Pittsburgh Pirates Players Who You Didn’t Know Hold All-Time Records

These three former Pittsburgh Pirates relievers held records you didn't know about.
Aug 2, 2016; Atlanta, GA, USA; Pittsburgh Pirates relief pitcher Tony Watson (44) throws a pitch
Aug 2, 2016; Atlanta, GA, USA; Pittsburgh Pirates relief pitcher Tony Watson (44) throws a pitch / Brett Davis-USA TODAY Sports
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Roy Face

Pitcher wins and losses will always rely on so many factors that they’ll never be a good way to accurately analyze how good/bad a pitcher did. However, because so many factors play into a pitcher receiving a W or L on their record sheet, you can get a lot of weird records, such as what Roy Face accomplished in 1959.

Roy Face was what you might consider the Bucs’ first closing pitcher. He was the first Pirates pitcher to record 10+ saves in a season. 1959 was his sixth big league season and his first all-star selection. Face pitched 93.1 innings, all out of the bullpen (57 total appearances). Face owned a strong 2.70 ERA (143 ERA+/70 ERA-), 2.60 FIP (69 FIP-), and 1.24 WHIP. His 18.1% strikeout rate, along with a 6.6% walk rate, and 0.48 HR/9 were all well above the league averages of the time.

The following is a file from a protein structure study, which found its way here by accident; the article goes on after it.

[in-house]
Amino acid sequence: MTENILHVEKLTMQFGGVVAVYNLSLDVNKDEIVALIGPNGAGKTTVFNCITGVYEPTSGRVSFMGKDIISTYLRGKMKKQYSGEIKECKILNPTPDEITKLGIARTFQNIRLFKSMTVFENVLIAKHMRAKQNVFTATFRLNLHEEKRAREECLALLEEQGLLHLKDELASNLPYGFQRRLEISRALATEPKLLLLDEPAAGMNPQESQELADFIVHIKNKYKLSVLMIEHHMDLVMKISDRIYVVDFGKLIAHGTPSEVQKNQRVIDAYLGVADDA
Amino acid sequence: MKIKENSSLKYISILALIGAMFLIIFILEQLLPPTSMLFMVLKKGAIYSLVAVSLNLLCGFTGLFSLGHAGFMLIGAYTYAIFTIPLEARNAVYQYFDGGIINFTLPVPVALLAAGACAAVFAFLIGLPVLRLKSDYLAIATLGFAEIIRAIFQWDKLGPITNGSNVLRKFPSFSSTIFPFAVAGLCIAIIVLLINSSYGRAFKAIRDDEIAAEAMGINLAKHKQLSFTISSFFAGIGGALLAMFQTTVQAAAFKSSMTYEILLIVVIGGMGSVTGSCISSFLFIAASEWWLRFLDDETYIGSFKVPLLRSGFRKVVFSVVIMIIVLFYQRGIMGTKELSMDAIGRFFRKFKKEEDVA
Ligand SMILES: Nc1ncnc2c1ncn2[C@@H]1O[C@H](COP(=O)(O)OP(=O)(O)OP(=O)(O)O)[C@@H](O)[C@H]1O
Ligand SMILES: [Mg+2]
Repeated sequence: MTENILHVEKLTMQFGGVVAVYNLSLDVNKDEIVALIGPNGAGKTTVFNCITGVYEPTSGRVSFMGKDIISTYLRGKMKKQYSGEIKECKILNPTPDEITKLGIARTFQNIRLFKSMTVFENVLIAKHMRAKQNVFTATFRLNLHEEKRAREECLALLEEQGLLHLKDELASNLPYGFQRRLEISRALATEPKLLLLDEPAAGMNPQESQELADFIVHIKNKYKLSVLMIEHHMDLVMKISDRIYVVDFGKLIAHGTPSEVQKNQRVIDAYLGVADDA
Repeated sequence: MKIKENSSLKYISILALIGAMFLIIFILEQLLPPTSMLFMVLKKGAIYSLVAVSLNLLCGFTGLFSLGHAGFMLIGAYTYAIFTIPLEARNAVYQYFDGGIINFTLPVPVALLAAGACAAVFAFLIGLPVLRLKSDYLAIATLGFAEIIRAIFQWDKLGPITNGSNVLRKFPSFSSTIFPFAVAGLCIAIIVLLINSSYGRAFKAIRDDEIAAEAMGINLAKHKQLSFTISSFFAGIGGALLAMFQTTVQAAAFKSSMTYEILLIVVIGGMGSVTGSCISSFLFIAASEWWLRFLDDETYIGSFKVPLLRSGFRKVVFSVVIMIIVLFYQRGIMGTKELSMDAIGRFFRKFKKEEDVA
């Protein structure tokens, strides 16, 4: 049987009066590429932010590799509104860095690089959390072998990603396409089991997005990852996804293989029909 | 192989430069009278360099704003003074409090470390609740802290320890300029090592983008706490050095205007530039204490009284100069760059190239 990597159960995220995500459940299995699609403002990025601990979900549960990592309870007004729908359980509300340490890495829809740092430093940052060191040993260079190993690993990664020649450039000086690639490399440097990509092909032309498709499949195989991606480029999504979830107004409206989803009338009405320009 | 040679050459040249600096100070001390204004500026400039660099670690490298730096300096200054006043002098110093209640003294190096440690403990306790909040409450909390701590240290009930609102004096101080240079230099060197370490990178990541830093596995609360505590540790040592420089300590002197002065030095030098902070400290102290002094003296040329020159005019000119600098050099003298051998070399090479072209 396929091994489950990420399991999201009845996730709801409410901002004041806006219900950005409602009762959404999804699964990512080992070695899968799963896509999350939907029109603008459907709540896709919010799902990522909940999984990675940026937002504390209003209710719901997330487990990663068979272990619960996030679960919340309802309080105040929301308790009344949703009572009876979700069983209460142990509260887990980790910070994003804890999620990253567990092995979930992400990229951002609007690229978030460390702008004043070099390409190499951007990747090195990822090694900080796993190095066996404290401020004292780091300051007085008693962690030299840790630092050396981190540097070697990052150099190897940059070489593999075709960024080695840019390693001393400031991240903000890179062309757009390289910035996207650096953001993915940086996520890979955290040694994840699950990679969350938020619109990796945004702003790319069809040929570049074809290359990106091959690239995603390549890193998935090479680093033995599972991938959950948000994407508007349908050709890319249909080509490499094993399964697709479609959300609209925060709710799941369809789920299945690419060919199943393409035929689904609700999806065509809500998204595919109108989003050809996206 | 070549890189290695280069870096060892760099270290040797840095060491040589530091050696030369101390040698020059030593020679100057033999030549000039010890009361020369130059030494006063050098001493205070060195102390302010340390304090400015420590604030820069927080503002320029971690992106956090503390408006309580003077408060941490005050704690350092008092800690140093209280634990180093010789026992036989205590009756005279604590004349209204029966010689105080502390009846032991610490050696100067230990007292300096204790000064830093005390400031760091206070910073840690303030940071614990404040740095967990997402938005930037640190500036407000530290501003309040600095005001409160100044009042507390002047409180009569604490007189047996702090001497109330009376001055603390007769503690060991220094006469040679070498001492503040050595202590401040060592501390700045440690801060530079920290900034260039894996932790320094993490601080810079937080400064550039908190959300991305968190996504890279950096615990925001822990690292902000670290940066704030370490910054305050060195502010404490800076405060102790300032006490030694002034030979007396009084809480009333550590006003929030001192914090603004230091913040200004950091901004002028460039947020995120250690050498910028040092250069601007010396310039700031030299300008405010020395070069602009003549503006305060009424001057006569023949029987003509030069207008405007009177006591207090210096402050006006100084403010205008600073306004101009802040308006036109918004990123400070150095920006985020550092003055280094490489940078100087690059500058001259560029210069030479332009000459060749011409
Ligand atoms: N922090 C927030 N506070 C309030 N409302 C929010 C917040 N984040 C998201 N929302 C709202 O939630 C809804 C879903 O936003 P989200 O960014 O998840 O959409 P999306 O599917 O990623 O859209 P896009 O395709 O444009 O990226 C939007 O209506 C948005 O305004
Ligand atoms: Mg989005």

However, Face somehow ran into 18 wins while only receiving a single loss. It is the most wins a reliever has ever recorded without starting a game in one season. The next closest is John Hiller, who took home 17 wins for the 1974 Detroit Tigers. Hiller worked 150 innings in just 59 games, recording 3+ innings on 18 different occasions. However, he also took 14 losses.

Even though he blew nine saves, he only took one L during the season. At one point, Face had 17 straight wins with no losses to his name. Four of Face’s blown saves still resulted in a win on his part. Face just happened to pitch at the very right moment in 1959. After that, he eclipsed double-digit wins as a reliever just once over the ten seasons that followed 1959.

This could be the easiest or hardest record to break, depending on your opinion. It could be extremely easy because skill is out of the question. The pitcher doesn’t need to be good, and they could even blow the lead. Four of Face’s wins in 1959 were also blown saves. Only one of his nine blown saves ended in a loss. However, they have to be in the right place at the right time, 19 times. They must be pitching when their team takes the lead, and to do that 19 times requires perfect timing, which really is completely out of the pitcher’s hands. In essence, any pitcher could break this at any time. They just need to be really lucky.